After the COVID-19 restrictions are lifted and the library reopens, the Library Lookup Service will continue as part of the FamilySearch global outreach.
To read more see:
Jan Meisels Allen
Chairperson, IAJGS Public Records Access Monitoring Committee


Have the towns in Prussia but can't read the handwriting #translation

Ellen Beller

The marriage of my great great grandmother and father have the towns they were born but I can not read the script.  Encolsed is the marriage certificate from NY in 1867.   Thank you in advance.  

Ellen Beller

Re: Naming convention among Romanian Jews in the late 1800's / early 1900's #names

David Harrison <djh_119@...>


Certainly this also happened in The Netherlands.  I have a large slice of an ancestral tree in which a series of first cousins have the same given name with a ripple of third cousins all using the same given name.  I am very thankful that the Dutch do not have a once in ten years census, they have house books which are open for a whole decade and are cross reference between books showing where people have come from or went to.  This has given me a child who went to relations for several years and then returned (to make a new entry in that book)  Other information can be found on Birth Certificates, which if signed by the Postmaster or town Clerk instead of parents , indicates thar parents could not read, this was a requirement for signing such a document.

David Harrison
Birmingham, Great Britain

From: main@... <main@...> on behalf of jack nathanson via <>
Sent: 15 November 2021 21:52
To: main@... <main@...>
Subject: Re: [] Naming convention among Romanian Jews in the late 1800's / early 1900's #names
In Romania, Jewish children were definitely named after deceased ancestors. My late father, Nathan (Nuta), born in Raducaneni in 1911, was named after his paternal grandfather, Nuta Tailic. As a matter of fact, the name "Nuta" was so common in the family that the family name was eventually changed from "Tailic" to "Natanzon".

Jack Nathanson,

Re: FamilySearch - order documents #general

Lee Jaffe

Family History Library Lookup Service


Lee David Jaffe

Surnames / Towns:  Jaffe / Suchowola, Poland ; Stein (Sztejnsapir) / Bialystok and Rajgrod, Poland ; Joroff (Jaroff, Zarov) / Chernigov, Ukraine ; Schwartz (Schwarzman?, Schwarzstein?) / ? ;  Koshkin / Snovsk, Ukraine ; Rappoport / ? ; Braun / Wizajny, Suwalki, Poland,  Ludwinowski / Wizajny, Suwalki, Poland


Re: Kalman and Deborah ABRAMOWITZ #names


I am also searching for my Abramowitz family.  

Could you provide approximate birth-death dates for Kalman and Deborah and where they originated from.

I am looking for relatives of Tsvi Hirsch HlLevi Abramowtiz (born about 1845) and Eta/Yetta Smarkowitch. from Lativa (possibly Jelgava)  Five of the children came to the US:  Max,  Gurssie, Sarah, Abe, Sam.  Two went to South Africa but I don't know their names or what happened to them, and 2 sons and their families perished in the Holocaust.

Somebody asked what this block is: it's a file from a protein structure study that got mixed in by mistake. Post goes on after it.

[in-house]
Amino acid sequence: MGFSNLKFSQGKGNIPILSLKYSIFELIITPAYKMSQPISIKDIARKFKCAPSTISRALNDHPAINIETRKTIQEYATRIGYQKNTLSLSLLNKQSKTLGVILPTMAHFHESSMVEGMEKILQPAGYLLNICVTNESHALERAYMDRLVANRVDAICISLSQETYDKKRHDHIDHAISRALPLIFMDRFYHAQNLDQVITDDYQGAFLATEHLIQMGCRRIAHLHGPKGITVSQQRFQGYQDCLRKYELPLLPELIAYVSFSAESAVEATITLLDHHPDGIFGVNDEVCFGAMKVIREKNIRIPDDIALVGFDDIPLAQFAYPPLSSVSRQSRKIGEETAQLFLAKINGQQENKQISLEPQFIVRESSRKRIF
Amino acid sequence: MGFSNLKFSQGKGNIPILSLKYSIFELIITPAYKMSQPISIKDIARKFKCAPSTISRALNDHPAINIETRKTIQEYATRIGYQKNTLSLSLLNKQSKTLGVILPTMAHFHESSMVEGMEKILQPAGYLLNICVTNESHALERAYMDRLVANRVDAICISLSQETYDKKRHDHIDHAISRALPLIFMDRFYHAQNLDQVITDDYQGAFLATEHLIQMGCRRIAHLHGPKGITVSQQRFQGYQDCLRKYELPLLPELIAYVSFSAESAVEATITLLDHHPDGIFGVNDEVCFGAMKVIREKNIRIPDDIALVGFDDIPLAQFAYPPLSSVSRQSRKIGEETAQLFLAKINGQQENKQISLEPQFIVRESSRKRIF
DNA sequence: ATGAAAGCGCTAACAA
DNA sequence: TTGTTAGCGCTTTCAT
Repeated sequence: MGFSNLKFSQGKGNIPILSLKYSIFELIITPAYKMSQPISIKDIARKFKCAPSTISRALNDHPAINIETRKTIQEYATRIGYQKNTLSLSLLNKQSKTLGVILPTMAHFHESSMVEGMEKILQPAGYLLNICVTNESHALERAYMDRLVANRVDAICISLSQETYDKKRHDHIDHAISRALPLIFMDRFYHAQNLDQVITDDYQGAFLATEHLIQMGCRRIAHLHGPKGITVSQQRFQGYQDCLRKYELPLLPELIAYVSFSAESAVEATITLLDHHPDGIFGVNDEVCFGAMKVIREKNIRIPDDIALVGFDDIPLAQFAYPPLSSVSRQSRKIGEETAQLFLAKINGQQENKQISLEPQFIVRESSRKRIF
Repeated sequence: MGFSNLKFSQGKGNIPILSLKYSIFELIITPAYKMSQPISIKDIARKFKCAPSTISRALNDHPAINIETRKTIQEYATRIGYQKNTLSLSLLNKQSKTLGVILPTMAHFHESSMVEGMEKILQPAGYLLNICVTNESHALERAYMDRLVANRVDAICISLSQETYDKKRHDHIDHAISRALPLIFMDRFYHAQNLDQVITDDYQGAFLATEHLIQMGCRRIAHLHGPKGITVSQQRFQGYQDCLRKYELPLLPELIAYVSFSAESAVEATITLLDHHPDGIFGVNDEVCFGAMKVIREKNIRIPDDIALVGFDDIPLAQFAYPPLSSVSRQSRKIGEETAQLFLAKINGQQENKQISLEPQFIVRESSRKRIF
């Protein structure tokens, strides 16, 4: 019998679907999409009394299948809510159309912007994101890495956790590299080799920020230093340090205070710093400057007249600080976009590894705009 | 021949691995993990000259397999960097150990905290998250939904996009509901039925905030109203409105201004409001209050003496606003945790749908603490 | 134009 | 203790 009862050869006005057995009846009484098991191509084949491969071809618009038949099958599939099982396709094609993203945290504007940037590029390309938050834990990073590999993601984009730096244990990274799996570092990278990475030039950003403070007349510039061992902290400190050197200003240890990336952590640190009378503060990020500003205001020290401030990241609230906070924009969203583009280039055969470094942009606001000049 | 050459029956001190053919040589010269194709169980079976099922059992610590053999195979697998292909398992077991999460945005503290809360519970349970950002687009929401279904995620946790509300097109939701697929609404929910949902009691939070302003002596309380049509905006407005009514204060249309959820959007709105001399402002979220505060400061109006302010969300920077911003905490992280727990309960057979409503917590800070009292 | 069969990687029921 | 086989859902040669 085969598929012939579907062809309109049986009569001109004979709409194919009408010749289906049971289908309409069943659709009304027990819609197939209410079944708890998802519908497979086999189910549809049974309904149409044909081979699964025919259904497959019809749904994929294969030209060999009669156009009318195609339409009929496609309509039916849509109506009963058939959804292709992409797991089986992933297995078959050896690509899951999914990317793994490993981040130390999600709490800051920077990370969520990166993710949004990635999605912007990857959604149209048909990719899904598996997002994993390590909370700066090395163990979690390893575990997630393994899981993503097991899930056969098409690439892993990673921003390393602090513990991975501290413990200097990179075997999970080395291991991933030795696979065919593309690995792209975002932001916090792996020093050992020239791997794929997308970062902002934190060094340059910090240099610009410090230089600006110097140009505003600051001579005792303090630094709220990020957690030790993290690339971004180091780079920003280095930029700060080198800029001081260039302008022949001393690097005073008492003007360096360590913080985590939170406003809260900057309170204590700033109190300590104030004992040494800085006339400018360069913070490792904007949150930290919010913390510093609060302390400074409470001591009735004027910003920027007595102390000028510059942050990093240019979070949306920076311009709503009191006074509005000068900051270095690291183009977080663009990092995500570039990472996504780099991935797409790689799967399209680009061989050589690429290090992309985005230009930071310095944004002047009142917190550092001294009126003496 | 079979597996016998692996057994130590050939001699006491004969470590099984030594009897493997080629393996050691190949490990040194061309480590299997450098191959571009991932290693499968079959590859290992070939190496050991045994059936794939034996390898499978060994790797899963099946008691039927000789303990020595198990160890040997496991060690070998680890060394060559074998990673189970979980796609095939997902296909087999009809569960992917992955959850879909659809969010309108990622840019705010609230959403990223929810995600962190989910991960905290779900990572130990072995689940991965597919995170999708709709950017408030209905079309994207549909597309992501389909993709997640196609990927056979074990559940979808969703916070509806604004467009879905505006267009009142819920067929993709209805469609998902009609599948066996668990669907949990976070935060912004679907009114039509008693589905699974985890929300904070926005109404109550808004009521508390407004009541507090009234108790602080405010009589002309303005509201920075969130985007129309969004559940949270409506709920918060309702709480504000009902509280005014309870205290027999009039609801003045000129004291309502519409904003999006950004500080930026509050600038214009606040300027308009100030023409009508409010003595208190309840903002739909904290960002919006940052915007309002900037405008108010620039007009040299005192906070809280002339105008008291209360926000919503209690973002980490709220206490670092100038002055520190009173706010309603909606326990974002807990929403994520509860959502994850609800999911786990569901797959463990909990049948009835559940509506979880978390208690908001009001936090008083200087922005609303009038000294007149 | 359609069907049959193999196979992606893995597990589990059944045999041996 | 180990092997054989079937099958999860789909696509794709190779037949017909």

Tara Blieden Rothman

Offering Mount Zion Cemetery photos (Queens, NY) #photographs #usa

A. E. Jordan

A few people are asking about Mt Zion in Maspeth. Queens, NY so if the weather continues ok I am happy to make another trip back there to get photos.
Process I follow is fairly simple in offering to take photos for people.
You ID the grave from the cemetery's online database and send me the details. I take a photo and email it to you and in turn I appreciate a few dollars to help defer the expense of doing this for everyone, ie gasoline money.
I am happy to help out where I can, but please don't send me a generic name and ask me to find the person at the cemetery and please don't send me around the cemetery to find the 20 people named Jack Cohen because one of them might possibly be your long lost cousin. The cemetery is massive and a few people have asked me to do that and it is a very slow process that takes a lot of time and gasoline, etc.

Also if you are asking for an infant or child's grave please tell me. They are mostly in separate areas of the plots and a lot of those graves do not have markers.
Mount Zion has an online database. It is better if you search the name on their database versus the commercial Find a Grave because the position information and data is better at the cemetery's page.
Feel free to ask me questions via email and ask about other NYC area cemeteries because I will visit most of them as the summer progresses. There's a few I do not go to because of distance or safety issues.
Please respect the discussion group and send your specific requests to me privately by replying to this email or my email address aejordan at aol dot com.
Allan Jordan
New York

Re: Caribbean with Ashkenazi Jewish Dna #dna

Victoria Fisch

I have in my possession a book likely written in the 1950s (no publication date) entitled Jewish Monumental Inscriptions in Barbados, by E.M. Shilstone. It is a list of burials and headstone inscriptions and in glancing through it, I did come across the surname Burgos  / Burgoss - perhaps Burgess was an anglicization.

Victoria Fisch
Sacramento CA

Resource to find Jewish demographics #records

Myra Fournier

I have been investigating the Jewish population in Brookline, MA for an article I am writing.  
Many "Genners" gave me suggestions to find democratic information, so I wanted to let you know about one valuable resource I stumbled upon - the online archive of American Jewish Yearbook.
Hard copies are also available at:

The yearbooks contain a wealth of data about Jewish civilization since 1899, including Jewish demographics by states, some cities, and some countries.

I have no affiliation with the publishers; am just providing an FYI because it was so helpful to me.

Myra Fournier
Bedford, MA

Re: Caribbean with Ashkenazi Jewish Dna #dna